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The Green Sheet Online Edition

February 23, 2015 • Issue 15:02:02

The very point of sale:
A defining year for payments

By Dale S. Laszig
DSL Direct LLC

At the close of a promising first quarter 2015, payments analysts are taking note of prevailing trends. The year has been called everything from the year of the consumer to the year of tokenization. Can the year live up to its many names? Which titles will come to fruition and make their mark on payments history?

As the year progresses, the industry cycles through its ensemble of winners and losers: merchant level salespeople hawking their wares, merchants bravely adopting new technology, and consumers opting in and out of an array of offers. Micro merchants and big-box retailers gather on a crowded playing field as the annual tradeshows begin.

This article discusses several developments predicted to make a big impact on payments in 2015.

The year of the retailer

At the National Retail Federation's 104th Annual Convention and Expo, mobile devices and apps were a common fixture at retailer, acquirer and vendor exhibits. Small, hand-held mobile devices were also used to record and broadcast many of the show's panels and speakers.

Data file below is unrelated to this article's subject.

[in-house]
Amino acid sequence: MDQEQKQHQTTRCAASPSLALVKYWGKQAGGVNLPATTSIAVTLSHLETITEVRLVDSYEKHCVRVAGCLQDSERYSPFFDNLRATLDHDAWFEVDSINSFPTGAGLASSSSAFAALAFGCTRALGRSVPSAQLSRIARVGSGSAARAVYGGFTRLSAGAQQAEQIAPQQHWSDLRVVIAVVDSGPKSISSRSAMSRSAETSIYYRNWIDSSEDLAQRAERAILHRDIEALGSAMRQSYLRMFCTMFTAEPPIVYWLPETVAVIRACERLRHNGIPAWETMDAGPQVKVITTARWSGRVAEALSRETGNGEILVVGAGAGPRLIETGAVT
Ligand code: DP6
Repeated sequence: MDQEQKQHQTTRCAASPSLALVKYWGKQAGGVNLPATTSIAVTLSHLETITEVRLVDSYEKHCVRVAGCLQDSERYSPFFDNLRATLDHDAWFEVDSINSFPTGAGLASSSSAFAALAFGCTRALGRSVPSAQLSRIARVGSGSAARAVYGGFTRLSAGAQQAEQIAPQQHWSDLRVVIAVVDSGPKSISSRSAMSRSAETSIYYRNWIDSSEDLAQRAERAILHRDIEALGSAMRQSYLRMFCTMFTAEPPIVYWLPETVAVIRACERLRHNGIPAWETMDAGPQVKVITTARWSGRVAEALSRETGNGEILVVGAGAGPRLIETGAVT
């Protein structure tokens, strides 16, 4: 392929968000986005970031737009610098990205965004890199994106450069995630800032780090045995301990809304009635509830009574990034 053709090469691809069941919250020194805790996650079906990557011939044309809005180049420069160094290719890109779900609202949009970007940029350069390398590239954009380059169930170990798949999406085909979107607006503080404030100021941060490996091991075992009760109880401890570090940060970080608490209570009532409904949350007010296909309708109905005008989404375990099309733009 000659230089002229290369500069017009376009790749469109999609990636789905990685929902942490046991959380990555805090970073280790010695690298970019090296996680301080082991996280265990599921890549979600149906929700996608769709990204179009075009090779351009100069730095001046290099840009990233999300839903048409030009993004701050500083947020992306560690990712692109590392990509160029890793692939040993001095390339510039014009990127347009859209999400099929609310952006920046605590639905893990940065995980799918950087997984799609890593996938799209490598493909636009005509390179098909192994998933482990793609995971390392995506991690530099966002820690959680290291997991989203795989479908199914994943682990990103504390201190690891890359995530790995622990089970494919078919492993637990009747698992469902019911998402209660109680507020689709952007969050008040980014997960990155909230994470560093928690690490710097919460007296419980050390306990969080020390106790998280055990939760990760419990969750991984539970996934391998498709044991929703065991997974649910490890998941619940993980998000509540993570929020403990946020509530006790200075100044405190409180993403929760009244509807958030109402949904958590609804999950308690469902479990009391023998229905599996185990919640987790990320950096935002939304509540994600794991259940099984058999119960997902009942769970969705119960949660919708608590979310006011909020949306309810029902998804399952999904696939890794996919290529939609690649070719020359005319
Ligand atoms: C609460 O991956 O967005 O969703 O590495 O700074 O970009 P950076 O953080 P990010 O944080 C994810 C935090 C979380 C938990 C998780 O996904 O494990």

In his opening remarks at the show, NRF President and Chief Executive Officer Matthew Shay said, "We believe this is the greatest industry in the world, and we're proud to help you tell that story."

Mobile technologies and consumer mobility will continue to shape this story, as retailers leverage mobile technologies that enable them to interact with their customers in real time. In-app payments and loyalty products that can be easily stored and accessed on smartphones are driving this innovation and forcing many retailers to replace traditional POSs with new, interoperable models. The ability to connect and interact with smartphones is imperative. Consumer smartphones function like personal remote controls in a giant interactive movie starring consumers, merchants and brands.

The year of the mobile wallet

Will 2015 be the year mobile wallets are embraced by merchants and consumers alike? To date, competing technologies, no universal standards and lack of consumer education have prevented them from storming the marketplace.

Mobile wallet brands Softcard, Google Wallet and Merchant Customer Exchange (MCX) continue to face challenges in launching their respective brands. A security breach at MCX while the digital wallet was in test mode raised additional concerns about mobile wallet security and protection of cardholder data.